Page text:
This year's electoral fraud was markedly different from that of the September 1996 ballot, which was apparently rigged in favor of then President Levon Ter- Petrossyan. Whereas 18 months ago higher-level electoral commissions systematically falsified election returns, the 1998 vote saw attacks on polling stations and the buying of votes. OSCE observers and defeated candidates say the most frequently reported violation on polling day was the stuffing of hundreds of ballot papers marked for Kocharian into ballot boxes by groups of 20-30 men (often armed) who intimidated and beat opposition proxies (official representatives of opposition candidates). Buying votes (at prices varying from $5 to $20 per ballot) reached an unprecedented scale. Intimidation was particularly widespread in rural areas, which may have contributed to Kocharian's 8 percentage point lead over Demirchian in the first round.
The Armenian authorities have claimed that the violations were not premeditated and that the election is an improvement over 1996 presidential poll. This view is not shared by the rival camp, which is convinced Demirchian could have won in the first round had the vote been truly free and fair. On 30 March, Demirchian, who does not have the support of strong grass-roots structures, will face Kocharian, who is backed by the state apparatus and a tight network of quasi-mafia groups.
The result of the second round of voting is unlikely to reflect Demirchian's undoubted popularity. An election victory widely perceived to have been secured by dishonest means will increase the mistrust many Armenians already have toward Kocharian following the first round and will jeopardize the emergence of the "national consolidation" to which he aspires. (Similar mistrust of Ter-Petrossyan was one of the key factors that precipitated his resignation in early February.)
In addition, two strongmen who are not known as ardent advocates of democracy--Interior and National Security Minister Serzh Sarkisian and Defense Minister Vazgen Sarkisian--are likely to emerge more powerful from the election. Local "clans" associated with those two ministers are believed to have made a significant contribution to Kocharian's victory by providing financial and other resources. The attacks on polling stations, for example, have been blamed on senior members of the Yerkrapah Union of Karabakh War Veterans, whose chairman is Vazgen Sarkisian.
Those clans also have control over a substantial portion of economic activities in the country and played a major role in the government oligarchy that emerged under Ter-Petrossyan. After Ter-Petrossyan's resignation, the oligarchy lost its main ideological wing, the Armenian Pan-National Movement (HHSh), whose quasi-liberal ideology facilitated the material enrichment of the ruling elite. Kocharian is likely to assign the role of "ideological front" to the nationalist Dashnak party, which was persecuted by Ter-Petrossyan. and is now expected to take over the education and culture portfolios.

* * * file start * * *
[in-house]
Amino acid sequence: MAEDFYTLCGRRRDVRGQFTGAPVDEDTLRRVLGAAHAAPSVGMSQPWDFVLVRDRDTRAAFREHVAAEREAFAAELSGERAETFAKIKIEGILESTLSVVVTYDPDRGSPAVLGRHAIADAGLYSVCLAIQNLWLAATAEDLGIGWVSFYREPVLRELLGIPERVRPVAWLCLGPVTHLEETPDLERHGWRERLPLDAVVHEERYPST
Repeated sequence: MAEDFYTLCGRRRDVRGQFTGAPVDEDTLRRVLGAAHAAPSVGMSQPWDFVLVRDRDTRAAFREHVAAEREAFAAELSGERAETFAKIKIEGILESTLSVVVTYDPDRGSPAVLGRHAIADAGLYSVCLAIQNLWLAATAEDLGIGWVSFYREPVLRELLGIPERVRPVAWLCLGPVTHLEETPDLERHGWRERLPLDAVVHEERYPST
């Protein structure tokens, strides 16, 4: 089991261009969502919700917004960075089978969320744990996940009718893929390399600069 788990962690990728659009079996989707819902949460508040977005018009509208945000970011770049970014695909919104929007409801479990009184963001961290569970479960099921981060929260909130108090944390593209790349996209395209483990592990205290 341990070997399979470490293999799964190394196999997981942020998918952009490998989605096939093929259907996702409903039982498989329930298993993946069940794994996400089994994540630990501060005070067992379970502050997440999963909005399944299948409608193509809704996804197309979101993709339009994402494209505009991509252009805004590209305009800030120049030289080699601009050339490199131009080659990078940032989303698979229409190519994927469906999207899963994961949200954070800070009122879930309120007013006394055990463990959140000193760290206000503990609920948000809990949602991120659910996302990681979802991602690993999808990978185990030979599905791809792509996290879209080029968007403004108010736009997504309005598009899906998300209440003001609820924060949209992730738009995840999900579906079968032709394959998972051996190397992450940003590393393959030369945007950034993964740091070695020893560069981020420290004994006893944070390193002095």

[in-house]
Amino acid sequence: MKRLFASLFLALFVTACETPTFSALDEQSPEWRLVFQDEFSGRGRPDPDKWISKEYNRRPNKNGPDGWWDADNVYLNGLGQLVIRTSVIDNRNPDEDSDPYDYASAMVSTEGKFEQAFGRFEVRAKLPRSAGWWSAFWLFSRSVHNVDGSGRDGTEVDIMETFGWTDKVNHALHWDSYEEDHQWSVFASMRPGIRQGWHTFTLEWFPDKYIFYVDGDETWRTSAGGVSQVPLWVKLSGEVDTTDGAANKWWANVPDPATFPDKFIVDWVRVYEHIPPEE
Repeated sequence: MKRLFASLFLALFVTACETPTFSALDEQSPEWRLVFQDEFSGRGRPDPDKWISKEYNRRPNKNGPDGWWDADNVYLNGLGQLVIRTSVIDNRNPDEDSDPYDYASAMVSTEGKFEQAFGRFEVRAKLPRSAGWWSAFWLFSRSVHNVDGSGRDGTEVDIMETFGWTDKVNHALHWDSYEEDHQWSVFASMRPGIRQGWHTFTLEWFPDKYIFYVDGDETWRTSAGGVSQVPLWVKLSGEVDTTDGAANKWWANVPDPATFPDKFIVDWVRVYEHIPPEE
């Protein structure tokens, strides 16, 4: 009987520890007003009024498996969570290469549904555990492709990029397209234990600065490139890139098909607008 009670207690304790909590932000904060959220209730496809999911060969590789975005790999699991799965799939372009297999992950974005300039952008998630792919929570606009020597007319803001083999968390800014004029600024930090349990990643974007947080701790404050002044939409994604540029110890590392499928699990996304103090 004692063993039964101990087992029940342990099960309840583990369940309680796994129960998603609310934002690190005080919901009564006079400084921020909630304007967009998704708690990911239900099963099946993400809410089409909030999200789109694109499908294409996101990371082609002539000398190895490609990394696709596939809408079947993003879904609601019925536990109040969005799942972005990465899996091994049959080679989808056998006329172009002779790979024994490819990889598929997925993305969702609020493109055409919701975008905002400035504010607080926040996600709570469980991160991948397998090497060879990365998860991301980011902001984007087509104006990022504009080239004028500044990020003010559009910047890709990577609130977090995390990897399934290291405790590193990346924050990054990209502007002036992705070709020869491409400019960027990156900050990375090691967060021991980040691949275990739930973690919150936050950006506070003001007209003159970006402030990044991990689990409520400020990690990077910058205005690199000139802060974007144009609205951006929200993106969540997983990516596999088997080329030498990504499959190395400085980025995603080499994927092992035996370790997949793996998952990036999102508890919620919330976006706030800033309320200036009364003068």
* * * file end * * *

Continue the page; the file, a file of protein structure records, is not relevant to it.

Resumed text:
The Dashnaks will have no disagreement with the "power ministries," as far as a tough Armenian stand on Nagorno-Karabakh and nationalism are concerned. But it remains to be seen whether the Dashnaks will put up with the "plunder of the people," against which the Dashnaks have pledged to fight. The two groups are, however, united in their hostility toward the free market. The Dashnaks are advocates of "true socialism," while the clans loyal to the two Sarkisians have made fortunes owing to their privileged position and want neither free competition nor the rule of law to disrupt their monopolist activities.
Economic liberalization and legal safeguards are essential conditions for the economic recovery that Kocharian has pledged. But the way the presidential election is being handled suggests he may not be able to establish those conditions. Kocharian, who argues that Karabakh is not the main impediment to Armenia's development, will not be able to blame the unresolved conflict with Azerbaijan for continued economic hardship.
Moreover, the emergence of the new oligarchy does not bode well for the prospects of democratization in Armenia. And this year's presidential election will certainly not help overcome the lack of "democratic traditions," which, according to Kocharian, was responsible for the voting irregularities. The author is a Yerevan-based correspondent for RFE/RL's Armenian Service.